Taylor Street Gorton – The Pineapple

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To begin at the beginning or thereabouts, Taylor Street was at the heart of Gorton to the east of Manchester city centre.

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A typical street of tightly packed brick terraces, dotted with shops, pubs, people and industry. I worked there as van lad for Mother’s Pride bread back in the 70s and saw those shops, pubs, people and industry slowly disappear.

Beyer Peacock whose immense shed dominated the northern end of the street, simply ceased to be, as steam gave way to diesel.

As full employment gave way to a date with the dole.

Adsega opening on nearby Cross Street heralded the arrival of the super fast, self-service supermarket, and sounded the death knell of the cosy corner cupboard.

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The local pub was The Bessemer – its name forging an unbreakable link with the surrounding steel industry, that eventually broke.

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To the left of the pub is the Bishop Greer High School construction site  – the first of the new build that would later dominate the area, along with wide open spaces where shops, pubs, people and industry once were.

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When the school eventually shut its doors, it became an annex of Openshaw Technical College, and I found myself working there in the 80s at the East Manchester Centre, until its eventual closure.

It’s now sheltered accommodation for the lost and lonely:

Located in a quiet suburb of Manchester with excellent links to the city centre, Gorton Parks has an exceptional range of facilities spread out across five separate houses, each offering a different care option. Melland House offers dementia residential care, Abbey Hey provides nursing dementia care, Debdale is the house for intermediate nursing care and Sunny Brow offers general nursing care.

We sought solace in The Pineapple.

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The streets were trimmed and slimmed, much of the past a mere ghostly presence, almost imprinted on the present.

A brave new world of brand new modern housing, with an Estate Pub to match.

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A busy bustling boozer – lots of live and local action for the lively locals, latterly seeing out time as a house of House – a real bangin’ Bashment, bass-man bargain basement.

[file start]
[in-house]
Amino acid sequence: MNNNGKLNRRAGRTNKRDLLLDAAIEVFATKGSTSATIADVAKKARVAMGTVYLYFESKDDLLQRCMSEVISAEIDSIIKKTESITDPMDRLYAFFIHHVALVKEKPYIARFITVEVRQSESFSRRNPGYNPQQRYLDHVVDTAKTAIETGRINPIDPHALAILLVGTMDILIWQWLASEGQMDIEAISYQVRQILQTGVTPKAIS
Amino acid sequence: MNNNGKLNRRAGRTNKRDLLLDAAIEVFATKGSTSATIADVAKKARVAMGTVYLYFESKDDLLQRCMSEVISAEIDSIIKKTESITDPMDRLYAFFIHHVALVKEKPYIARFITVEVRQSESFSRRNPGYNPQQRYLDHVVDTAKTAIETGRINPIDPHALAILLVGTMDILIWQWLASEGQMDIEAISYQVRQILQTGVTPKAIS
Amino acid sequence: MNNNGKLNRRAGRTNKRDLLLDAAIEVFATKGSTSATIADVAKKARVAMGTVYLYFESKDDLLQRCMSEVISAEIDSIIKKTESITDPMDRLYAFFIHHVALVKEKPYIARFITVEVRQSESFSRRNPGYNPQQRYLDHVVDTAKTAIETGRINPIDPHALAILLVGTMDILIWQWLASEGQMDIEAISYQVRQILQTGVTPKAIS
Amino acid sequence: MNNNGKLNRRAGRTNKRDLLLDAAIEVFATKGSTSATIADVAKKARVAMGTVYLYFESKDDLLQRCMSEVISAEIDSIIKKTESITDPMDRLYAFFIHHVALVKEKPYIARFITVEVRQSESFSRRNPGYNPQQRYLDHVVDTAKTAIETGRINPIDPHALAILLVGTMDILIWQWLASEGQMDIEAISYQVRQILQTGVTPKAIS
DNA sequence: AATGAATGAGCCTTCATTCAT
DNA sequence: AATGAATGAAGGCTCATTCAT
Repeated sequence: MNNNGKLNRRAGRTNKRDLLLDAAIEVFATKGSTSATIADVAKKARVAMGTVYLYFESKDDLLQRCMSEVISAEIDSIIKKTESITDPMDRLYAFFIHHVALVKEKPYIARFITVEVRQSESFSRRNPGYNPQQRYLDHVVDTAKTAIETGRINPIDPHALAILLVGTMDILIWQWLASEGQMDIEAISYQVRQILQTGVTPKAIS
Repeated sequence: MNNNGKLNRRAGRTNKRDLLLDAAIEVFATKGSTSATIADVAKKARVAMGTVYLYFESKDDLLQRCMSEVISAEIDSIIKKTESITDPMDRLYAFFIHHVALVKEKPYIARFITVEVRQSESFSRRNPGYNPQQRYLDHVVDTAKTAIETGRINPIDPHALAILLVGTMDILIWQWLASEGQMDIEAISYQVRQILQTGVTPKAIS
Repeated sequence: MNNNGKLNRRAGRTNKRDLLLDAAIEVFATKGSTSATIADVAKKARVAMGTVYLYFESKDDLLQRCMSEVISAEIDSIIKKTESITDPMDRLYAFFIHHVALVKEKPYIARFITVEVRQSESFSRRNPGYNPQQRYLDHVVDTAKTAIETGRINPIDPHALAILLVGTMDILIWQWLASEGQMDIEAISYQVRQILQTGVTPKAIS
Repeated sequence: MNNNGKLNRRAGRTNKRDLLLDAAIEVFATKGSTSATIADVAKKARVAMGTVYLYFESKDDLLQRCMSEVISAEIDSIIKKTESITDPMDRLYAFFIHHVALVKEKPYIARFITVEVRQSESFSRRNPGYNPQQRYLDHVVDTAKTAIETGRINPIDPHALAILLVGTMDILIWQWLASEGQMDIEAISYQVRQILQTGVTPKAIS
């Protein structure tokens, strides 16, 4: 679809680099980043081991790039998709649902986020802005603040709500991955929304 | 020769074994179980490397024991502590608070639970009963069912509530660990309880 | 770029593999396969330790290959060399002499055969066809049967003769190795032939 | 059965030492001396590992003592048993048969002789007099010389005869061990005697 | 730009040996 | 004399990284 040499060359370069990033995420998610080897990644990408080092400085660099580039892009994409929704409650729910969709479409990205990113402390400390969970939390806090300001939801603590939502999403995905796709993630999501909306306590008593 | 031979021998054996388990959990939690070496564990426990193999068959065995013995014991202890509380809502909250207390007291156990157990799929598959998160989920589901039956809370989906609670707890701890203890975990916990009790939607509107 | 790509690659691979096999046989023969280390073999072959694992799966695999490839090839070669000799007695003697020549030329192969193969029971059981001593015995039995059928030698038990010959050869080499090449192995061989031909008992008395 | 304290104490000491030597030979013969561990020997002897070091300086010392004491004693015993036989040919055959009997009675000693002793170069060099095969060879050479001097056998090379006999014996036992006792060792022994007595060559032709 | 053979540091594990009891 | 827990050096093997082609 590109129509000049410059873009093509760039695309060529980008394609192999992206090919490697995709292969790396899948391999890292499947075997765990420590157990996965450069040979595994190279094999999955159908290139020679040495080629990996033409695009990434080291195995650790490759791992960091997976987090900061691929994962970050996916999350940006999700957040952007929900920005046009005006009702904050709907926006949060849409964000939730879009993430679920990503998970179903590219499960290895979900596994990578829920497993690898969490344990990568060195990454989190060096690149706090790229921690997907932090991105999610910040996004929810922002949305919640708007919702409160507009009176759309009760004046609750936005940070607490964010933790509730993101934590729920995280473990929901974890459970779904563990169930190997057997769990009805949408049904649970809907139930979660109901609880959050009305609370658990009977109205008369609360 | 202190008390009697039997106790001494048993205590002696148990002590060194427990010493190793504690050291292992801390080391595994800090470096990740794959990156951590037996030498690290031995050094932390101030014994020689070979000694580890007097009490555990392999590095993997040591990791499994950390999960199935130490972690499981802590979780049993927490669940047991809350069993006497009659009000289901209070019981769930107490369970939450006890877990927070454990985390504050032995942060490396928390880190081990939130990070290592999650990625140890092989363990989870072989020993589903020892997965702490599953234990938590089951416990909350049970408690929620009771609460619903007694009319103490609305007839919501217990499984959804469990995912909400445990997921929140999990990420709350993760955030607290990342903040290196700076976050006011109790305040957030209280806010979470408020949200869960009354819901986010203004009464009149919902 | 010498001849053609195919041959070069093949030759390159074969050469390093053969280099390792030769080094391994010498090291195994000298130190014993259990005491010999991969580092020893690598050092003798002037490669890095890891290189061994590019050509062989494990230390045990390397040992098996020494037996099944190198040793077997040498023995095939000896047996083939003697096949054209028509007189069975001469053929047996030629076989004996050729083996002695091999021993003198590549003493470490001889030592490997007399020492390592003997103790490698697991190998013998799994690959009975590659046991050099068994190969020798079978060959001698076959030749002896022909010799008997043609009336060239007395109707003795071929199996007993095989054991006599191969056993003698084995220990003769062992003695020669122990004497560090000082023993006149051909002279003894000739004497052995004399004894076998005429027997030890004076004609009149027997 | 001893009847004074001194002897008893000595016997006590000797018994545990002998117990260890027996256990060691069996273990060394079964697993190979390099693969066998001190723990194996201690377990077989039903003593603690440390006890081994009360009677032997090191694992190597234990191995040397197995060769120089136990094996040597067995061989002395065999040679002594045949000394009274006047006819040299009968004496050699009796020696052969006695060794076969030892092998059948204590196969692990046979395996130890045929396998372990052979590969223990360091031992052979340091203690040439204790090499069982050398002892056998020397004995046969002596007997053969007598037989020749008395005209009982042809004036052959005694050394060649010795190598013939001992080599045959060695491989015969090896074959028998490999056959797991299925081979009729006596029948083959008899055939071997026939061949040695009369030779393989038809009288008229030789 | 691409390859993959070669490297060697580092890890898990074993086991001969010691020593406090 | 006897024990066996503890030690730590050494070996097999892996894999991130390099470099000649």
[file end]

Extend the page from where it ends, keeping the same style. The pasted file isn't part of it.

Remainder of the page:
Until time is finally called – no more four to the floor, last one out shut the door.

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Nothing lasts forever and a sign of the times is an upended pub sign, lying dormant in the dust.

The Chunky no longer a great big hunk o’funk.

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The big screen TV forever failing to deliver all the action, live or otherwise.

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Latterly transformed into Dribble Drabble.

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And so the beat goes on as successive waves of success and recession, boom and bust free-market economics, wash over the nation and its long suffering folk.

Its enough to drive you to drink.

The George Hotel – Stockport

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15 Wellington Road North Stockport SK4 1AF.

Time changes everything except something within us which is always surprised by change.

A delightful interwar pub on the corner of Heaton Lane and Wellington Road North, I moved to Stockport some forty years ago and was mightily impressed by the restrained exterior Deco design, wrought and hewn from soft pale sandstone. Equally impressive was the wood panelled, open, spacious interior space.

The George was always something of an anomaly, being the only Greater Manchester pub owned by Higson’s Brewery, our almost next door Liverpool neighbour.

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Higsons was founded in 1780 – 1974 saw the brewery merge with James Mellor & Sons. In 1978, Higsons acquired the Bent’s Brewery, which was based next to its North Street head office. Boddingtons of Manchester acquired Higsons in 1985 but decided to abandon brewing in 1989 to focus on its pubs.

They have/had fine former offices on Dale Street

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Boddingtons’ brewing arm was sold to Whitbread in 1990 which then subsequently closed the Higsons Stanhope brewery and then reopened by new owners as the Cains Brewery in 1991. Higsons beer was brewed in Sheffield and Durham for a few years after closure before being discontinued. The beer brand was revived in the current century and reborn in 2017, now served in the swish Baltic Triangle based Higson’s Tap & Still with an interior order that leaps backwards head first, into an imagined future of raw brick, reclaimed wood and industrial flourishes.

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The George prospered – a town centre pub surrounded by workers in search of a wet and shoppers shirking their retail duties in favour of draught bitter or Cherry B.

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Its interior however did not fair so well, ripped out in the 80s – remade remodelled, in the deeply unattractive, anti-vernacular, sub-disco style de jour.

Renamed The Manhattan, riding the fun-pub wave, closed reopened as The George – there followed thirty year of uncertainty, struggling to find an identity throughout a time of ever-changing moods.

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It became a daytime haunt of the hardened, shattered glass, blood on the tracks class of drinker, its reputation in tatters along with yesterday’s fish and chip papers.

The last time I came by you were still open for business.

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I bided a wee while, without imbibing, all the better to record your disabused Art Deco details.